When glucose can't be oxidized, for any reason, there is a stress reaction, that mobiles free fatty acids. Drugs that oppose the hormones (such as adrenalin or growth hormone) that liberate free fatty acids have been used to treat diabetes, because lowering free fatty acids can restore glucose oxidation.

Brief exposures to polyunsaturated fatty acids can damage the insulin-secreting cells of the pancreas, and the mitochondria in which oxidative energy production takes place. Prolonged exposure causes progressive damage. Acutely, the free polyunsaturated fatty acids cause capillary permeability to increase, and this can be detected at the beginning of “insulin resistance” or “diabetes.” After chronic exposure, the leakiness increases and albumin occurs in the urine, as proteins leak out of the blood vessels. The retina and brain and other organs are damaged by the leaking capillaries.

The blood vessels and other tissues are also damaged by the chronically increased cortisol, and at least in some tissues (the immune system is most sensitive to the interaction) the polyunsaturated fats increase the ability of cortisol to kill the cells.

When cells are stressed, they are likely to waste glucose in two ways, turning some of it into lactic acid, and turning some into fatty acids, even while fats are being oxidized, in place of the sugar that is available. Growth hormone and adrenalin, the stress-induced hormones, stimulate the oxidation of fatty acids, as well as their liberation from storage, so the correction of energy metabolism requires the minimization of the stress hormones, and of the free fatty acids. Prolactin, ACTH, and estrogen also cause the shift of metabolism toward the fatty acids.

Sugar and thyroid hormone (T3, triiodothyronine) correct many parts of the problem. The conversion of T4 into the active T3 requires glucose, and in diabetes, cells are deprived of glucose. Logically, all diabetics would be functionally hypothyroid. Providing T3 and sugar tends to shift energy metabolism away from the oxidation of fats, back to the oxidation of sugar.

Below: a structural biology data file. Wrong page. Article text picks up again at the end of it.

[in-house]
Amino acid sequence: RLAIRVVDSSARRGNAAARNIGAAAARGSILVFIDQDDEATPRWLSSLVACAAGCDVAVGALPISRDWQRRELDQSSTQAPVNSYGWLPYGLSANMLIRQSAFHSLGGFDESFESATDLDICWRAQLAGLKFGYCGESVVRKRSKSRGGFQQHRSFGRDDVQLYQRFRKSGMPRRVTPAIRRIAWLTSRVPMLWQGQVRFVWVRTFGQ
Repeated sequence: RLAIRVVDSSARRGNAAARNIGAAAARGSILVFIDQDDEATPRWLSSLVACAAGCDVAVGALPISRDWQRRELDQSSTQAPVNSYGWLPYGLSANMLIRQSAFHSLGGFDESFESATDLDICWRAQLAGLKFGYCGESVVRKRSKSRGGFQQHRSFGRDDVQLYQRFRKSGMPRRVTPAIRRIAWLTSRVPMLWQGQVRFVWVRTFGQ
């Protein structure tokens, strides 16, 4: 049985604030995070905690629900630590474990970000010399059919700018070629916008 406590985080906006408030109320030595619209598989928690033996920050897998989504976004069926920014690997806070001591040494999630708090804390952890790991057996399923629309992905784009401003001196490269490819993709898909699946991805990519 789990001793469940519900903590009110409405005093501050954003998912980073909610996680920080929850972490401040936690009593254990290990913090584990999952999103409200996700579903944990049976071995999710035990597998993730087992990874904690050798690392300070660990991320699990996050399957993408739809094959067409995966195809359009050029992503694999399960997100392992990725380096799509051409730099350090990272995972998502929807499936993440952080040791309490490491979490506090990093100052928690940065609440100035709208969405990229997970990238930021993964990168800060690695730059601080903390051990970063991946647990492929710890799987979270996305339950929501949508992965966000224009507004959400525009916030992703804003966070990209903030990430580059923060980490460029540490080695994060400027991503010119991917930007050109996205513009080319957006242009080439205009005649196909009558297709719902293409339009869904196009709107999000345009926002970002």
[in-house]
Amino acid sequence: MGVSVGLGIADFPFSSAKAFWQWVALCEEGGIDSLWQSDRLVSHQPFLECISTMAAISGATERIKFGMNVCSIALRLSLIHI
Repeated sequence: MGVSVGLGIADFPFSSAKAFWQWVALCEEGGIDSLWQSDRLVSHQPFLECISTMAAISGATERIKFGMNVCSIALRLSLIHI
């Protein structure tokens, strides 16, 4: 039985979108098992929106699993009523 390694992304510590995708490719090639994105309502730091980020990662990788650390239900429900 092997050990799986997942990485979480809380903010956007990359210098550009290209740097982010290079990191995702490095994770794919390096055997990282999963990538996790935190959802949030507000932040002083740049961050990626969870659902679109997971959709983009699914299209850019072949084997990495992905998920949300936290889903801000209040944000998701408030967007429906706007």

Niacinamide, used in moderate doses, can safely help to restrain the excessive production of free fatty acids, and also helps to limit the wasteful conversion of glucose into fat. There is evidence that diabetics are chronically deficient in niacin. Excess fatty acids in the blood probably divert tryptophan from niacin synthesis into serotonin synthesis.

Sodium, which is lost in hypothyroidism and diabetes, increases cellular energy. Diuretics, that cause loss of sodium, can cause apparent diabetes, with increased glucose and fats in the blood. Thyroid, sodium, and glucose work very closely together to maintain cellular energy and stability.

In Houssay's experiments, sugar, protein, and coconut oil protected mice against developing diabetes. The saturated fats of coconut oil are similar to those we synthesize ourselves from sugar. Saturated fats, and the polyunsaturated fats synthesized by plants, have very different effects on many important physiological processes. In every case I know about, the vegetable polyunsaturated fats have harmful effects on our physiology.